The Supplementary Material for this article can be found online at: https://www.frontiersin.org/articles/10.3389/fpsyg.2021.661078/full#supplementary-material

References

Abad, A., da Silva, J. A., de Paiva Teixeira, L. E., Antonelli-Ponti, M., Bastos, S., Mármora, C. H., et al. (2020). Evaluation of fear and peritraumatic distress during COVID-19 pandemic in brazil. Adv. Infect. Dis. 10:184. doi: 10.4236/aid.2020.103019

CrossRef Full Text | Google Scholar

Abuhammad, S., Alzoubi, K., and Khabour, O. (2020). Fear of COVID-19 and stigmatization toward infected people among jordanian people. Int. J. Clin. Pract. 75:e13899. doi: 10.1111/ijcp.13899

CrossRef Full Text | Google Scholar

Ahorsu, D. K., Imani, V., Lin, C. Y., Timpka, T., Broström, A., Updegraff, J. A., et al. (2020c). Associations between fear of COVID-19, mental health, and preventive behaviours across pregnant women and husbands: an actor-Partner interdependence modelling. Int. J. Ment. Health Addict. 1–15. doi: 10.1007/s11469-020-00340-x

PubMed Abstract | CrossRef Full Text | Google Scholar

Ahorsu, D. K., Lin, C. Y., Imani, V., Saffari, M., Griffiths, M. D., and Pakpour, A. H. (2020a). The fear of COVID-19 scale: development and initial validation. Int. J. Mental Health Addict. 27, 1–9. doi: 10.1007/s11469-020-00270-8

PubMed Abstract | CrossRef Full Text | Google Scholar

Ahorsu, D. K., Lin, C. Y., and Pakpour, A. H. (2020b). The association between health status and insomnia, mental health, and preventive behaviors: the mediating role of fear of COVID-19. Gerontol. Geriatr. Med. 6:2333721420966081. doi: 10.1177/2333721420966081

PubMed Abstract | CrossRef Full Text | Google Scholar

Alyami, M., Henning, M., Krägeloh, C. U., and Alyami, H. (2020). Psychometric evaluation of the arabic version of the fear of COVID-19 scale. Int. J. Ment. Health Addict. 1–14. doi: 10.1007/s11469-020-00316-x

PubMed Abstract | CrossRef Full Text | Google Scholar

Ashamalla, M., Chaudhary, H., Hevroni, G., Salifu, M. O., and McFarlane, S. I. (2020). Acute cord compression left untreated for fear of contracting COVID-19: a Case report and a call for health care plans for oncologic emergencies during crisis. Am. J. Med. Case Rep. 8, 397–399. doi: 10.12691/ajmcr-8-11-5

PubMed Abstract | CrossRef Full Text | Google Scholar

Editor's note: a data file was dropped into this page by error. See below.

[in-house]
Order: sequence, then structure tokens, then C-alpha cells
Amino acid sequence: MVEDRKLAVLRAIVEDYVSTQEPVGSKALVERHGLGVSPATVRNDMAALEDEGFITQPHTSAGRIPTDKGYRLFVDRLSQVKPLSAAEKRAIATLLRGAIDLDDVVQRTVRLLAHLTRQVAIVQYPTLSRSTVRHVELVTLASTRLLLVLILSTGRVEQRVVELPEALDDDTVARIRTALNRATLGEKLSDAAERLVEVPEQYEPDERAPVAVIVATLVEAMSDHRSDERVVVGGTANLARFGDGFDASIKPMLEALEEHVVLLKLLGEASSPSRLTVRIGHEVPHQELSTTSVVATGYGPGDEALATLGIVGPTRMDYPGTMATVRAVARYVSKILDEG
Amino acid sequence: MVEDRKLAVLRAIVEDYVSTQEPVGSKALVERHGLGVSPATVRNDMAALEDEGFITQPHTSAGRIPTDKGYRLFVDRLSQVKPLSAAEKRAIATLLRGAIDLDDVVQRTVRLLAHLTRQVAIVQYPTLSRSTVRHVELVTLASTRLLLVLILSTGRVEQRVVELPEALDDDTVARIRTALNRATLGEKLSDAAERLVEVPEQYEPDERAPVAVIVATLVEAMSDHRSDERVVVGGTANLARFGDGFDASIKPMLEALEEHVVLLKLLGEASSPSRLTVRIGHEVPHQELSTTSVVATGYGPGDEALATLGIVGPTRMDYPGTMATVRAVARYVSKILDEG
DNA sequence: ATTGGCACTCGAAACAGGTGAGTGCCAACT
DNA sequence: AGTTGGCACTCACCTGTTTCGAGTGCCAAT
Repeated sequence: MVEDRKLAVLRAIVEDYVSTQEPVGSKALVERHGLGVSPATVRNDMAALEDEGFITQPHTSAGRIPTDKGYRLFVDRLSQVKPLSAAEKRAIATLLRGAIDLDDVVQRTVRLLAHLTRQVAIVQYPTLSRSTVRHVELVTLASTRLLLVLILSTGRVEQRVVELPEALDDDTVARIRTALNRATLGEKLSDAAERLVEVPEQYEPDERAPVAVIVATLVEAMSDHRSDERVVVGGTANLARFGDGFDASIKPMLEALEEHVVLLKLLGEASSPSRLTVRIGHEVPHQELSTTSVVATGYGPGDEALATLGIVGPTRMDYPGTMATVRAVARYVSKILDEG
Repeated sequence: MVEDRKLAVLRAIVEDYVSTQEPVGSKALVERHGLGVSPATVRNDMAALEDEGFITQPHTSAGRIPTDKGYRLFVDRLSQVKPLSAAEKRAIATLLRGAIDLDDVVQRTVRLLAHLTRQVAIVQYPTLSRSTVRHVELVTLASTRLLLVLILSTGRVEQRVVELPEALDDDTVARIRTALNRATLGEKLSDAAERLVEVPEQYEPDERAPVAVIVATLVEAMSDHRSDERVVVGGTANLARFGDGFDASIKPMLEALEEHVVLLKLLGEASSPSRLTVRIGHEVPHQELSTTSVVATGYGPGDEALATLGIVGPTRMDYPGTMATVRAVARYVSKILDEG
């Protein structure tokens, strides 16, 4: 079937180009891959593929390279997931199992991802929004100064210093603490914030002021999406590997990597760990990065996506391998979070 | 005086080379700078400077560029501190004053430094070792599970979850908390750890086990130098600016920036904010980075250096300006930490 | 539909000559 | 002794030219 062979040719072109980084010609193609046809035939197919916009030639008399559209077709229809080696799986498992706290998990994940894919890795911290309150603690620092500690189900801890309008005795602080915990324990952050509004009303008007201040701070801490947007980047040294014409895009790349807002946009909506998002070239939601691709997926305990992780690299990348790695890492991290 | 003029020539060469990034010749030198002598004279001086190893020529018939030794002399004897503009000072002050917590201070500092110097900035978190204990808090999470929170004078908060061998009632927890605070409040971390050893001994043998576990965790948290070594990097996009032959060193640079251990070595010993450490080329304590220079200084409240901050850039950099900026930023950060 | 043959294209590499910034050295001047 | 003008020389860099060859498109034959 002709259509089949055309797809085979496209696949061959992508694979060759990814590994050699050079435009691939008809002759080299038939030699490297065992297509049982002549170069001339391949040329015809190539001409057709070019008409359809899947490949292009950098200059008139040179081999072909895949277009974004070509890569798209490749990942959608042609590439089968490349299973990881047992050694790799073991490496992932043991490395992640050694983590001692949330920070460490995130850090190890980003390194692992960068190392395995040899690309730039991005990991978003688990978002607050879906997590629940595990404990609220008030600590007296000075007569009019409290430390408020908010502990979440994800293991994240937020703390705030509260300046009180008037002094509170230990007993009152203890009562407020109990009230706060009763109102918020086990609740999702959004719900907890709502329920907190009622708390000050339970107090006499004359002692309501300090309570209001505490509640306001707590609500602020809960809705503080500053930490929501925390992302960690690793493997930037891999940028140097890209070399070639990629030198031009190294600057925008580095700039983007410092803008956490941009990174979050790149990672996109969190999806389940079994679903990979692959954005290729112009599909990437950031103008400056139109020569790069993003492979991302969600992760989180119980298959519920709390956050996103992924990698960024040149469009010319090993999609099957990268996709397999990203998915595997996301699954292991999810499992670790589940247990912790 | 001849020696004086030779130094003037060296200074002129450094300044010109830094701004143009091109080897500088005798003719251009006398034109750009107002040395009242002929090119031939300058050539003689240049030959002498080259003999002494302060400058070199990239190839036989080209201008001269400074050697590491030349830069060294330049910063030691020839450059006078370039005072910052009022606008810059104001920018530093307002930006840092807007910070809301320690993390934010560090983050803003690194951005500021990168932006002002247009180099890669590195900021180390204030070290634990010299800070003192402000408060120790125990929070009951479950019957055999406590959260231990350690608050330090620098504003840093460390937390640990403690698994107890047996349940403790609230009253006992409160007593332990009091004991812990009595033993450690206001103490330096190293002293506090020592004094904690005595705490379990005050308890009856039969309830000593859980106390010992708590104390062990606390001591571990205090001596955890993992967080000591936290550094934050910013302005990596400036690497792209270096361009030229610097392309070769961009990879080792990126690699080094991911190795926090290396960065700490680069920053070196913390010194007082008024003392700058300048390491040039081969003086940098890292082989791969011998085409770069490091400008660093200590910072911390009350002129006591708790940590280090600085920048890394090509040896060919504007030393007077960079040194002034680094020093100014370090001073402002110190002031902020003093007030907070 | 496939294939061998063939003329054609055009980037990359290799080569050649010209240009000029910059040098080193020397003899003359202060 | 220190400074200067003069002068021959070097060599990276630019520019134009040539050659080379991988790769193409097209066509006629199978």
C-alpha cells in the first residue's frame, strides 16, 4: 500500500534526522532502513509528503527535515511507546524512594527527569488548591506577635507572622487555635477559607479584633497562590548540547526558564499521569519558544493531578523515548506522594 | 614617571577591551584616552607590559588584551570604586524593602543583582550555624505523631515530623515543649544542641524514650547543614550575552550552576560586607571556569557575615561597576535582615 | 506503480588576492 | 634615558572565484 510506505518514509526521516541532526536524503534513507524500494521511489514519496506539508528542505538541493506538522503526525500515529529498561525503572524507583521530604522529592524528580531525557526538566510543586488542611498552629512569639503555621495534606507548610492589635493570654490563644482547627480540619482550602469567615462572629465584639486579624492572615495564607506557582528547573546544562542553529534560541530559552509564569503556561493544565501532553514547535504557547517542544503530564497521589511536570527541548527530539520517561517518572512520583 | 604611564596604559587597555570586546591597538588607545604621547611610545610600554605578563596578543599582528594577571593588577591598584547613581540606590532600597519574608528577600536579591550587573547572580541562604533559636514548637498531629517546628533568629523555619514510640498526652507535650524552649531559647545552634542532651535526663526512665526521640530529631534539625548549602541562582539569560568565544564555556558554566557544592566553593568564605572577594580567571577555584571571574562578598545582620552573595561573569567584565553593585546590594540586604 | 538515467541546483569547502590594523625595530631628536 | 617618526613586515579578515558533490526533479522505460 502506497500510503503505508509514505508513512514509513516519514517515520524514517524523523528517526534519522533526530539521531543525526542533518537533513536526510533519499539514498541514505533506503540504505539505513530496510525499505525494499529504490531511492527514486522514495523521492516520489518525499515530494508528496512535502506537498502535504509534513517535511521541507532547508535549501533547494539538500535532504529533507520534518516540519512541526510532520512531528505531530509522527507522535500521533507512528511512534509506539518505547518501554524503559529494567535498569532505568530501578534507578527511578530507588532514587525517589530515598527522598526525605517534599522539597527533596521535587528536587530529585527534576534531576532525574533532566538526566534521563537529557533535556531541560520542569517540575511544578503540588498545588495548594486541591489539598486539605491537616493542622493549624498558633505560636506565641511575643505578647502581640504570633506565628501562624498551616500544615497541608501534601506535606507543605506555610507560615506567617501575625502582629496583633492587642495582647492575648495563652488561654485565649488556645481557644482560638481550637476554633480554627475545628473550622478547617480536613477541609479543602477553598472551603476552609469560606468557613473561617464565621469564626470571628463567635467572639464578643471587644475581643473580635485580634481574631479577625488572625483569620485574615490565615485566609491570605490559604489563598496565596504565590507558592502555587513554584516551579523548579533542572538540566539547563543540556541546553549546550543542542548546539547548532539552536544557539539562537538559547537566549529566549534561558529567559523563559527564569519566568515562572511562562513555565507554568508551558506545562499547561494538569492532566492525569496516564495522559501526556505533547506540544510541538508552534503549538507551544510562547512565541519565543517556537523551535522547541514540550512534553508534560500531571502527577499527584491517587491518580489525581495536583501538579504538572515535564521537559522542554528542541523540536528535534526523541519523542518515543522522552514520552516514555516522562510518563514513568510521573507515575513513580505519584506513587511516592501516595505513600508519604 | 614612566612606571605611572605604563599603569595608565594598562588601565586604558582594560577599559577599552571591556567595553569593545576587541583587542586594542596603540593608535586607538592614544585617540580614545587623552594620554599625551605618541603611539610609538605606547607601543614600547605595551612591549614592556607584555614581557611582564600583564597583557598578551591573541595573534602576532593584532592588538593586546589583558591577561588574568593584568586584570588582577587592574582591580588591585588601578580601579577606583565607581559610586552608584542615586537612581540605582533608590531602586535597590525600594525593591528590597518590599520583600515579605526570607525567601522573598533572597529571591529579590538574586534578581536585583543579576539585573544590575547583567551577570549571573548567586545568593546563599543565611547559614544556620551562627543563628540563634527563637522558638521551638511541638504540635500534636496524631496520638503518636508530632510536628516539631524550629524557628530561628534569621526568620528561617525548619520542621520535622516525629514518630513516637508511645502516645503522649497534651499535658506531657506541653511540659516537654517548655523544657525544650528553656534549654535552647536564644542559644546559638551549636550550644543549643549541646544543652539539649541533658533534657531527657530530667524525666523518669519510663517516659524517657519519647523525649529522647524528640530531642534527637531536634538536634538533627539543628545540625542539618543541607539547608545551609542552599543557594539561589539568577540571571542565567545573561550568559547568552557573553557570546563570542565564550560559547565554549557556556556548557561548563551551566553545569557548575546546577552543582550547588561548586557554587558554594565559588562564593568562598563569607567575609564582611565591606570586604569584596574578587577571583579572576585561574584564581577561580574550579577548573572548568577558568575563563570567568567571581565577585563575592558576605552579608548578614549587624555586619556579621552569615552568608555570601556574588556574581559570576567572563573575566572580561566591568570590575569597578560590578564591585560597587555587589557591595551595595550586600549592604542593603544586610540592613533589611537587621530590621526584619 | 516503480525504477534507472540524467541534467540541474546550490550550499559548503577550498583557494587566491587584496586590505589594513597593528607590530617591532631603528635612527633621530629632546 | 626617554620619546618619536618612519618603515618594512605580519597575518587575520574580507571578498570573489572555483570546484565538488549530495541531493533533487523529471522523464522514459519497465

Bakioğlu, F., Korkmaz, O., and Ercan, H. (2020). Fear of COVID-19 and positivity: mediating role of intolerance of uncertainty, depression, anxiety, and stress. Int. J. Ment. Health Addict. 1–14. doi: 10.1007/s11469-020-00331-y

PubMed Abstract | CrossRef Full Text | Google Scholar

Banerjee, D. (2020). The other side of COVID-19: impact on obsessive compulsive disorder (OCD) and hoarding. Psychiatry Res. 288:112966. doi: 10.1016/j.psychres.2020.112966

PubMed Abstract | CrossRef Full Text | Google Scholar

Bitan, D. T., Grossman-Giron, A., Bloch, Y., Mayer, Y., Shiffman, N., and Mendlovic, S. (2020). Fear of COVID-19 scale: psychometric characteristics, reliability and validity in the israeli population. Psychiatry Res. 289:113100. doi: 10.1016/j.psychres.2020.113100

PubMed Abstract | CrossRef Full Text | Google Scholar

Broche-Pérez, Y., Fernández-Fleites, Z., Jiménez-Puig, E., Fernández-Castillo, E., and Rodríguez-Martin, B. C. (2020). Gender and fear of COVID-19 in a cuban population sample. Int. J. Ment. Health Addict. 1–9. doi: 10.1007/s11469-020-00343-8

PubMed Abstract | CrossRef Full Text | Google Scholar

Cavalheiro, F. R. S., and Sticca, M. G. (2020). Adaptation and validation of the brazilian version of the fear of COVID-19 scale. Int. J. Ment. Health Addict. 1–9. doi: 10.1007/s11469-020-00415-9

PubMed Abstract | CrossRef Full Text | Google Scholar

Caycho-Rodríguez, T., Vilca, L. W., Cervigni, M., Gallegos, M., Martino, P., Portillo, N., et al. (2020). Fear of COVID-19 scale: validity, reliability and factorial invariance in argentina's general population. Death Stud. 28, 1–10. doi: 10.1080/07481187.2020.1836071

PubMed Abstract | CrossRef Full Text | Google Scholar

Cheung, Y. T., Chau, P. H., and P. S. Y.. (2008). A revisit on older adults suicides and severe acute respiratory syndrome (SARS) epidemic in hong kong. Int. J. Geriatr. Psychiatry 23, 1231–1238. doi: 10.1002/gps.2056

PubMed Abstract | CrossRef Full Text | Google Scholar

Coelho, C. M., Suttiwan, P., Arato, N., and Zsido, A. N. (2020). On the nature of fear and anxiety triggered by COVID-19. Front Psychol. 11:3109. doi: 10.3389/fpsyg.2020.581314

PubMed Abstract | CrossRef Full Text | Google Scholar

Egger, M., Smith, G. D., Schneider, M., and Minder, C. J. B. (1997). Bias in meta-analysis detected by a simple, graphical test. BMJ. 315, 629–634. doi: 10.1136/bmj.315.7109.629

CrossRef Full Text | Google Scholar

Elemo, A. S., Satici, S. A., and Griffiths, M. D. (2020). The fear of COVID-19 scale: psychometric properties of the ethiopian amharic version. Int. J. Ment. Health Addict. 3, 1–2. doi: 10.1007/s11469-020-00448-0

PubMed Abstract | CrossRef Full Text | Google Scholar

García-Reyna, B., Castillo-García, G. D., Barbosa-Camacho, F. J., Cervantes-Cardona, G. A., Cervantes-Pérez, E., Torres-Mendoza, B. M., et al. (2020). Fear of COVID-19 scale for hospital staff in regional hospitals in mexico: a brief report. Int. J. Ment. Health Addict. 1–12. doi: 10.1007/s11469-020-00413-x

PubMed Abstract | CrossRef Full Text | Google Scholar